Following the election of President Tshisekedi, the climate in the Democratic Republic of the Congo seems more favorable for business. And even if the war in Ukraine may eventually affect the economy, growth forecasts there remain good.
“Belgium and the Congo are a family history. There are times when things get worse, others get better. But no matter what happens, we remain a family. This mission is an opportunity to restore the fraternal relations that unite us. ” In March last year, Rudy Verworth, Prime Minister of the Brussels-Capital Region, began a five-day stay in Kinshasa, accompanied by representatives of about a hundred Belgian companies. It is highly anticipated, as this economic mission has been postponed several times, so it was all the more important that it was the first since the election of President Felix Cisekedi. The triregional economic mission, organized with Awex, Flanders Investment & Trade, hub.brussels, aimed to present and even deepen the Congo market.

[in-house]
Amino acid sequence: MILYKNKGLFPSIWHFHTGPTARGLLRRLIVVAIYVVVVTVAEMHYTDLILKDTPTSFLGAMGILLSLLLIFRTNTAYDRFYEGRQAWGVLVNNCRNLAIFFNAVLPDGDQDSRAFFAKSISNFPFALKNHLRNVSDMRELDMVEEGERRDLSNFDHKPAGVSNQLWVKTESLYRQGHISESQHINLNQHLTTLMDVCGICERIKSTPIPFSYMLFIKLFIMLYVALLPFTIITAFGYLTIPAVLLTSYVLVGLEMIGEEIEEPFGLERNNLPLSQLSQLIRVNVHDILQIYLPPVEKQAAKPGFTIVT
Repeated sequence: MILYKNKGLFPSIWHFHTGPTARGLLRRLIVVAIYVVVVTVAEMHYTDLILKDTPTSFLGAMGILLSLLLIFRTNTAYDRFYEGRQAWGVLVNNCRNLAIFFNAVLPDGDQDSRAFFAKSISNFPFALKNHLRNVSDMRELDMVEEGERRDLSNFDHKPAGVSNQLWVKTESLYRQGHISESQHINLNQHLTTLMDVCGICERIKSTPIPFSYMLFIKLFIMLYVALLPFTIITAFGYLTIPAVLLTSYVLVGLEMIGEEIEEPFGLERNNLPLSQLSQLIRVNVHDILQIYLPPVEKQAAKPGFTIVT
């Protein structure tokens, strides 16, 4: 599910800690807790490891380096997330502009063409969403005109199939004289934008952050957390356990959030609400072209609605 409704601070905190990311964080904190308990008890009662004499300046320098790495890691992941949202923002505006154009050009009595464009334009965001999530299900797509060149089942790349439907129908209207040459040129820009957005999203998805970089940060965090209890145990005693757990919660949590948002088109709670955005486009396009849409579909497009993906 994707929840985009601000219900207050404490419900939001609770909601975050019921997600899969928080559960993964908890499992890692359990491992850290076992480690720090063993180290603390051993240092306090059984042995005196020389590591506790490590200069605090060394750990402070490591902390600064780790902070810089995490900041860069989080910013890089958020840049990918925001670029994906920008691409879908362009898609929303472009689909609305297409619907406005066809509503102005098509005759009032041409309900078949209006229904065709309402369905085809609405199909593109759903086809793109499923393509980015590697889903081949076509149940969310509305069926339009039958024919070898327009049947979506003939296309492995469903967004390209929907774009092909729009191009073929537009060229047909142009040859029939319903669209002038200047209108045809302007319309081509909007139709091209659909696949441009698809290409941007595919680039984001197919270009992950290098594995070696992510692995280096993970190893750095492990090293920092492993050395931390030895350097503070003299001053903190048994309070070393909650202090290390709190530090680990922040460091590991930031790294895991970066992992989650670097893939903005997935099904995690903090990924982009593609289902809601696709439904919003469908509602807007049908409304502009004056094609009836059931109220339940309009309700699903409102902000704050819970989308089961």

“Belgium and the Congo are a family history. There are times when things get worse, others get better. But no matter what happens, we remain a family. This mission is an opportunity to restore the fraternal relations that unite us. ” In March last year, Rudy Verworth, Prime Minister of the Brussels-Capital Region, began a five-day stay in Kinshasa, accompanied by representatives of about a hundred Belgian companies. It is highly anticipated, as this economic mission has been postponed several times, so it was all the more important that it was the first since the election of President Felix Cisekedi. The triregional economic mission, organized with Awex, Flanders Investment & Trade, hub.brussels, aimed to present and even deepen the Congo market. Most were Brussels companies: about sixty. Because the region accounts for a modest 13% of Belgian exports in the country, compared to 83% for Flanders and only 4% for Wallonia, the DRC is its first African customer. Our country remains the leading European supplier, while lagging behind China, a leading trading partner with 17% of total imports and 1.122 billion euros. The Asian giant is also the first recipient of exports from the DRC (51%) due to its ubiquitous presence in mining. In total, in 2020, Belgian exports to the Congo still amounted to about 291.01 million euros. As you can see, not everything is so bad in Belgium. But given her knowledge of the industry, the network she has, and the connections that continue — even if they weaken over time — it might be tempting to say, “It could be done better.” Especially since our country benefits from tax and legal incentives that can especially promote trade between the two countries. We cite the Convention for the Prevention of Double Taxation, which, as the name implies, aims to avoid the accumulation of taxation. But also the Convention on the Promotion and Reciprocal Protection of Investments, the implementing regulations of which were finally ratified at the end of 2021. Now the issue of “business climate” remains delicate. It seems that the efforts of the government appointed by Felix Cisekedi, who has made proper management the focal point of his program, are to be commended. Shortly after coming to power, a special center of “business climate” was created, which was attached directly to the president. It will be recalled that in the World Bank’s Doing Business 2020 ranking, the DRC was among the worst students (183 out of 190), while, for example, neighboring Rwanda was proud of 38th place. However, an encouraging sign is that in July 2021, a three-year program – the first in 10 years – was signed with the International Monetary Fund, which provided the DRC with $ 1.5 billion. The agreement aims to help the country support recovery from the Covid-19 pandemic, maintain macroeconomic stability and restore the momentum for reform to boost growth. Despite the fact that the war in Ukraine may eventually affect the Congolese economy, growth forecasts remain quite good. The IMF’s forecasts have even been revised upwards: growth in 2022 was 6.2% instead of the 5.6% initially announced. But what investments to make in the DRC? According to Congolese Industry Minister Julien Paluku during the Belgian economic mission, the Congo had more than 10,000 industrial companies since independence. Today there are only 500 of them. Landscaping, which forces the country to import everything it can produce, be it the agri-food, pharmaceutical, textile or mechanical sectors. Not to mention the raw materials that are little or not yet exploited and which the country is full of. We quote oil: today 8 million barrels per year, with a potential of 20 billion and for which a tender has just been launched for 16 of the 32 oil units (13 on land, 3 on the shelf). Or, lesser known, nickel and chromium, present in the province of Kasai, are very little exploited. And not only does the DRC have some of the world’s largest stocks of components needed for electric batteries and smartphones – 70% cobalt and 40% coltan mined in the world – but its competitiveness seems real in terms of recycling. these minerals. According to a Bloomberg study, the construction of a treatment plant in the DRC would cost only $ 39 million, compared to $ 117 million if it was built in the United States, $ 112 million in China or even $ 65 million in Poland. The opportunity, which will also require the construction of infrastructure to serve the territory, is an investment estimated at $ 58 billion according to a master plan for industrialization initiated by the government. Thus, the opportunities and funding for which can be exhausted through PPPs (public-private partnerships), which the current Congolese Minister of Industry proposes to consider as “calls for applications” for foreign companies. Among the most famous PPPs: the Inga II Dam restoration project, which is responsible for about 60% of the country’s electricity production. Also insufficiently used: agricultural potential. Of the 75 million hectares that can be exploited in the country, only 10 million are actually exploited today. At full capacity, the earth could feed more than 2 billion people, far exceeding the continent’s needs. During the Belgian economic mission, Kimona Bononge, president of the Federation of Congolese Companies, eagerly recalled how the Congo was once one of the world’s largest exporters of coffee, cocoa, rubber and palm oil. “We are only talking about our mines, but the real wealth of the country is agriculture,” said Modest Batu, president of the Senate. He is also working on a law aimed at making the industry more attractive. Exports, which will contribute in the future since the construction of the country’s first deep-water port, in Banana, finally began in January after many ups and downs. In the end, the project, won by DP World of the United Arab Emirates, promises an annual capacity of 300,000 containers or a turnover of more than 1.3 million tons. “Don’t wait until the Congo becomes Switzerland to invest in it,” Nicolas Kazadi, the finance minister, insisted during the visit, proudly announcing that a bill had been submitted to facilitate lending and banking financing. One of Congo’s main problems remains the inability to secure long-term financing through a bank rate of around 10%. There are many in Kinshasa today who insist on the transition that is taking place, while remaining aware of the efforts that still need to be made. Rome was not built in one day, others say, adding that investing in the Congo “remains an adventure”, where, oddly enough, the results are equal to the risks involved, even exponential for those who “dare”. True, its real impact is not yet known, but the day after the economic mission in March, Brussels Prime Minister Rudy Verworth was delighted with its success, citing several agreements in telemedicine, textiles, construction and the environment. . And it is expected that there will be more such initiatives in the future. Because, as Isabelle Gripp, CEO of hub.brussels, put it so well: “International trade is a long-term love story.”